eventually united to become the Colony of the Leeward Islands.
||Spain, weakened by aggression, agreed, in 1648,
all the Dutch colonies in the West Indies,
||but in 1665, on the outbreak of war between
Holland, Captain John Wentworth attacked the islands and the Dutch lost
||In 1666, the islands were formally annexed by
England to the
government of the Leeward Islands, and came under some measure of civic
||English planters from Anguilla began to settle on
Gorda and Tortola in 1680. The islands became productive, sending
sugar, rum and cotton to England. No taxes were levied.
||By 1690, Virgin Gorda had fourteen planters, with
families and slaves, growing cotton. There was a settlement on Tortola,
but the island was considered of little value, except for smuggling.
The settlers hold on their land was tenuous, and they lived in constant
threat of invasion by the Spanish. The islands were proving difficult
to defend and were still accommodating smugglers and privateers.
||In 1707, Captain John Walton was appointed the
lieutenant governor of the islands,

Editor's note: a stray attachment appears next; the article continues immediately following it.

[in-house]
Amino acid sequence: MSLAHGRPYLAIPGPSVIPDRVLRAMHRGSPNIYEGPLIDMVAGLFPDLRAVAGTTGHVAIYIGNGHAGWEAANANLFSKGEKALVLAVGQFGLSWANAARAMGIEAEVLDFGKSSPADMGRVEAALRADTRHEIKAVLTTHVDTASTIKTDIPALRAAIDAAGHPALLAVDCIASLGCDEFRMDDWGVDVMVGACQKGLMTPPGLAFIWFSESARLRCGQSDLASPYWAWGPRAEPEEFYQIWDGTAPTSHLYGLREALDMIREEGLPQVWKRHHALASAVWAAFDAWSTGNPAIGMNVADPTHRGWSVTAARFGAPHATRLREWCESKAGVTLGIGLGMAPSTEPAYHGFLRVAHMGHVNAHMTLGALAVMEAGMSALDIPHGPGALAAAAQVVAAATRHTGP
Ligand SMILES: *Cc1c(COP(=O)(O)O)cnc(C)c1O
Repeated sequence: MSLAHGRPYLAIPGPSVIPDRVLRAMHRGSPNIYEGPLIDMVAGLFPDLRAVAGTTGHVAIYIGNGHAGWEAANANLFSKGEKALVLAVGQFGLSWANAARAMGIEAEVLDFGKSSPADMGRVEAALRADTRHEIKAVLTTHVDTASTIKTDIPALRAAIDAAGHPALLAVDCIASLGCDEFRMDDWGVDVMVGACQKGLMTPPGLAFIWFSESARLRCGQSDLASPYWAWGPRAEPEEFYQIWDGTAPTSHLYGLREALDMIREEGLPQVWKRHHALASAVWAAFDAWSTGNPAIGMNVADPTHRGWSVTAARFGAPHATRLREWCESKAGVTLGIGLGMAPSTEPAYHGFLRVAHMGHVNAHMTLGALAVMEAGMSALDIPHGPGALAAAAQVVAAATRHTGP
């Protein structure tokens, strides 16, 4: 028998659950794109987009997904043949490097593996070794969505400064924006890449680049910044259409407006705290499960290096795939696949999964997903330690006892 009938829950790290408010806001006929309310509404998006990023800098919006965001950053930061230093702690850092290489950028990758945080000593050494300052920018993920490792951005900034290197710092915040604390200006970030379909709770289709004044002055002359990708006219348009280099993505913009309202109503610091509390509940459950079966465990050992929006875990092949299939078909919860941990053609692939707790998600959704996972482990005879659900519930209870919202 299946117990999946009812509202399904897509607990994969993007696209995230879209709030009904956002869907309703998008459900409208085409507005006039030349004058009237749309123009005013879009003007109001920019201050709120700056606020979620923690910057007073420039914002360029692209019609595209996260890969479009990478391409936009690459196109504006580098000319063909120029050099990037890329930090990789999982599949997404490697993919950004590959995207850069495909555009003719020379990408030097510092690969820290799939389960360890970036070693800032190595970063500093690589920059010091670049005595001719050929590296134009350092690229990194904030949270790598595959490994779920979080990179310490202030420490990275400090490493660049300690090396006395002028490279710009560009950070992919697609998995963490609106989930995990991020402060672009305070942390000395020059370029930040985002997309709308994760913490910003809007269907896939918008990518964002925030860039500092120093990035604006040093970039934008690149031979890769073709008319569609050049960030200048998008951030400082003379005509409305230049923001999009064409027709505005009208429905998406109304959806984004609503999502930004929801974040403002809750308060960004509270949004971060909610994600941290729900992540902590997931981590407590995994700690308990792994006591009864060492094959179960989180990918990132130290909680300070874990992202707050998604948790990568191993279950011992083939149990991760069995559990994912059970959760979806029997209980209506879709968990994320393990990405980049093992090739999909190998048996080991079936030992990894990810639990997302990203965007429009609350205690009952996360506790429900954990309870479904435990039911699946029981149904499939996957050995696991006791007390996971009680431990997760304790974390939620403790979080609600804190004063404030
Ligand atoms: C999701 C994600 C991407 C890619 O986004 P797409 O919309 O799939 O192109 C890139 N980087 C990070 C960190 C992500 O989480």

||and by 1717, records show 317 white people on
and 159 on Tortola, along with families and slaves. The islands were
considered a liability, harbouring lawless elements. England wanted to
re-settle the inhabitants in St.Kitts.
||saw the beginning of religious influence on the
population, with the establishment of a small Quaker community.
||James Purcell became the lieutenant governor in
1741. He was
the first person to raise with England the question of a civil
government in the Virgin Islands, but his efforts were to no avail.
||It was not until 1773 that the principle of
was introduced. The islanders petitioned the Governor in Chief of the
Leeward Islands that they have a civil government and constitutional
courts of justice. The people wanted to solicit taxes for the building
of churches and jails, and to pay clergymen. In return for civil
concessions, they promised to pay 4 1/2 % of value on each
hundredweight of goods produced on the islands. That year, the King
declared that an Assembly could be convened, and the islands had their
first House of Representatives, consisting of eleven members.
||From 1775 to 1783, during the American war of
the prosperity of the islands increased considerably. Not only were
British naval and merchant ships making use of the huge harbour of
Tortola, but the islanders were active in privateering.
||saw the advent of the first Methodist
missionaries to the
islands. At this time, the estimated inhabitants of the islands was
4,000, including slaves. The influence of the Christian religion has
remained strong to this day.
||The start of the Napoleonic wars, in 1793, again